The Wilderness – Something Else! review

Another very generous review. If you haven’t bought it yet….heck, you should. Also make sure you check out the upcoming tour dates.

This is an album for people who still think Trinity Sessions stands as the Cowboy Junkies’ best recording, but also for those who want to hear how that sound has expanded and matured over the years.

Arriving, as it does, as the final chapter in a stirringly ambitious four-part opus called The Nomad Series, The Wilderness had a difficult task in tying everything together, much less matching that seminal 1988 breakthrough. Yet, this new project succeeds with a confident grace — deftly blending both the delicate folk stylings that helped give Trinity such meaning and substance (“Damaged from the Start,” songwriter Michael Timmons’ devastatingly frank “Unanswered Letter”) with the itchier, more rock-inflected attitude (“The Confession of Georgie E,” “Fuck I Hate The Cold”) that propelled last year’s psychedelic-blues adventure Sing My Meadow.
That makes The Wilderness, which completes a sprinting 18-month period of creative outbursts, both a fitting denouement and something of a career valedictory. Moving, as the Cowboy Junkies did, from experimental explorations (on 2010?s Renmin Park) to an ardently focused cover project (2011?s Demons, featuring the music of doomed songwriter Vic Chesnutt) to the scronky toughness of Meadow, this group made a lasting argument for itself as one of their era’s most versatile bands.
In other words, something far more than the sum of their haunting, deeply impactful Trinity Sessions, a melancholic combining of country, folk, blues and echoing rock balladry. The Wilderness, due on March 27, certainly references that quietly assertive, deeply atmospheric tone — but it never capitulates to rote imitation. The Cowboy Junkies have grown too much, accomplished so many things, since then.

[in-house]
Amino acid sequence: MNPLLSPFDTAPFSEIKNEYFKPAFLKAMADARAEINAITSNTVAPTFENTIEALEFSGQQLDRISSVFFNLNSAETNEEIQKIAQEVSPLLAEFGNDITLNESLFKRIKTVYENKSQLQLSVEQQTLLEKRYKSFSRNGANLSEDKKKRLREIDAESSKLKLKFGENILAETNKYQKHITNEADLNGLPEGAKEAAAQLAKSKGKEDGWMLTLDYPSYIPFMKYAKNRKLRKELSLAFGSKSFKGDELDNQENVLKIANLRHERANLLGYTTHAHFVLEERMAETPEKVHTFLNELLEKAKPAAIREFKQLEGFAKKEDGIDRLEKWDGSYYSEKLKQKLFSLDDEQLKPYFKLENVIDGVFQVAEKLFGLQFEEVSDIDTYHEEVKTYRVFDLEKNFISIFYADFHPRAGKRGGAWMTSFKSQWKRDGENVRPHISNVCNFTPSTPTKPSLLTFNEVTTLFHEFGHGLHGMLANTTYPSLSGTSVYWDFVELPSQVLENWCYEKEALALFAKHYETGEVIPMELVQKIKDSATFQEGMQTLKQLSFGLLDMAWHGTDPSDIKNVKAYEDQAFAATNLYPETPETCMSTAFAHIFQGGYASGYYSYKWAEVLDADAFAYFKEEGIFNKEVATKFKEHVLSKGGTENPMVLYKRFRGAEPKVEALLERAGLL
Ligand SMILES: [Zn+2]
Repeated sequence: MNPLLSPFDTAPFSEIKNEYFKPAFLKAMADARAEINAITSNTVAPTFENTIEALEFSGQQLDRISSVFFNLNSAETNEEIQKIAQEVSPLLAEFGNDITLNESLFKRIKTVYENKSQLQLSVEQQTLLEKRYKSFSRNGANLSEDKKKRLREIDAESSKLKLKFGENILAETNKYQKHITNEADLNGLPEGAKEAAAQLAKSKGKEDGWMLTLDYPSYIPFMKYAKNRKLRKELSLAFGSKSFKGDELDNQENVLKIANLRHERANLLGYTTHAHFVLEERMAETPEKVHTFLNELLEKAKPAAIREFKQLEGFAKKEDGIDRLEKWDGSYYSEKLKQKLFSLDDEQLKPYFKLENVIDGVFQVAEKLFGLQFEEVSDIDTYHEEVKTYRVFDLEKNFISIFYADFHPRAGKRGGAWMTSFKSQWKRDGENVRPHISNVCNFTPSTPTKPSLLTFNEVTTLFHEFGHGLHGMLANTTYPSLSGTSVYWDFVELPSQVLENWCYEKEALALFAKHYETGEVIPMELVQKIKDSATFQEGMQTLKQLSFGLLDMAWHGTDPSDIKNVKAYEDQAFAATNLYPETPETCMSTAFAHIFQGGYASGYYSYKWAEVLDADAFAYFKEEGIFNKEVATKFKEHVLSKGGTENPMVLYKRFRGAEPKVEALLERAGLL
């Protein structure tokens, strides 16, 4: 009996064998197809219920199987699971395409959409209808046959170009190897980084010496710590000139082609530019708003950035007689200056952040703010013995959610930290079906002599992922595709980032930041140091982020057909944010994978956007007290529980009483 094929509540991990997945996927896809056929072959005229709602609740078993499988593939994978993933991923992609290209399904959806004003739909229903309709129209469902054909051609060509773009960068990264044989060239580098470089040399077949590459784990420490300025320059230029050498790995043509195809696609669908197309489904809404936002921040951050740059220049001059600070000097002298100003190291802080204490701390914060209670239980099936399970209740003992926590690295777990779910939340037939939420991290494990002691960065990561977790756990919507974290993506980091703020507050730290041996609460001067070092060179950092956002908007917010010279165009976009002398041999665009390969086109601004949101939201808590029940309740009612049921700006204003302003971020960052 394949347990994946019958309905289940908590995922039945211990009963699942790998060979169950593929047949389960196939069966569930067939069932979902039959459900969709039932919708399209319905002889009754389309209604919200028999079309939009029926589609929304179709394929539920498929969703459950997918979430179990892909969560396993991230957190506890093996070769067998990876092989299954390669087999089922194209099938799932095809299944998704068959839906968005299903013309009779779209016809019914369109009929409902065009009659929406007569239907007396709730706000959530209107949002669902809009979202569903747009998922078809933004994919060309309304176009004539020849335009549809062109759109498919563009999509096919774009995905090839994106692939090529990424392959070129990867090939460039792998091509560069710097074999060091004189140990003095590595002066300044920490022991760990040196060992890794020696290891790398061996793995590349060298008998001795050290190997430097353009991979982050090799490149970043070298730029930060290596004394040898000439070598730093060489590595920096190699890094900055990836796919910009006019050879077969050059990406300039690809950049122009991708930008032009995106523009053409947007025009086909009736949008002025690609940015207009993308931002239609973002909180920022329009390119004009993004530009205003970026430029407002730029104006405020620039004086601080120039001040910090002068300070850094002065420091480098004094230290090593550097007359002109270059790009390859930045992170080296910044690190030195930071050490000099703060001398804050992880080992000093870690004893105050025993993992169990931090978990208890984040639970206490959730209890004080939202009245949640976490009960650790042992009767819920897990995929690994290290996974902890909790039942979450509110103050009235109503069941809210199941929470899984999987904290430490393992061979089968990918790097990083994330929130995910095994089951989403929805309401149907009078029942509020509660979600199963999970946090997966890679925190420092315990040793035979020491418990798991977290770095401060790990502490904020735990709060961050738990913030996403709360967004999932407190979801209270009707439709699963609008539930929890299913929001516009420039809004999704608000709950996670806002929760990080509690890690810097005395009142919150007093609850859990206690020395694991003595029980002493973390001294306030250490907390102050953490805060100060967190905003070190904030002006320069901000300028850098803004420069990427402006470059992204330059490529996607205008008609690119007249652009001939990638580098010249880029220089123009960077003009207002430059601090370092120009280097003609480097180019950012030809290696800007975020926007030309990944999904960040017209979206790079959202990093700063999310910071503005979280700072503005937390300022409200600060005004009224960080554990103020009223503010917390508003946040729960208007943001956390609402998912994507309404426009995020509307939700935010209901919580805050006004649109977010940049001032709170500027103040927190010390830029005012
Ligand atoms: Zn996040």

That’s perhaps best heard on “Damaged from the Start” — this song cycle’s creative and emotional zenith. As it unfolds, Margo Timmons makes a whispered, twilit entreaty: “Let’s just sit here a little bit longer with these bruised and battered hearts. Let’s just say they were damaged from the start.” But they never, ever stopped beating — testament to this group’s abiding faith, and even more abiding ambitions.
It’s taken some time, maybe longer than the Timmons siblings ever would have guessed, but this forthcoming Latent Recordings project is a masterwork success for the Cowboy Junkies — something that both reminds you of, and then finally supersedes, the shimmering decades-old successes of The Trinity Sessions.

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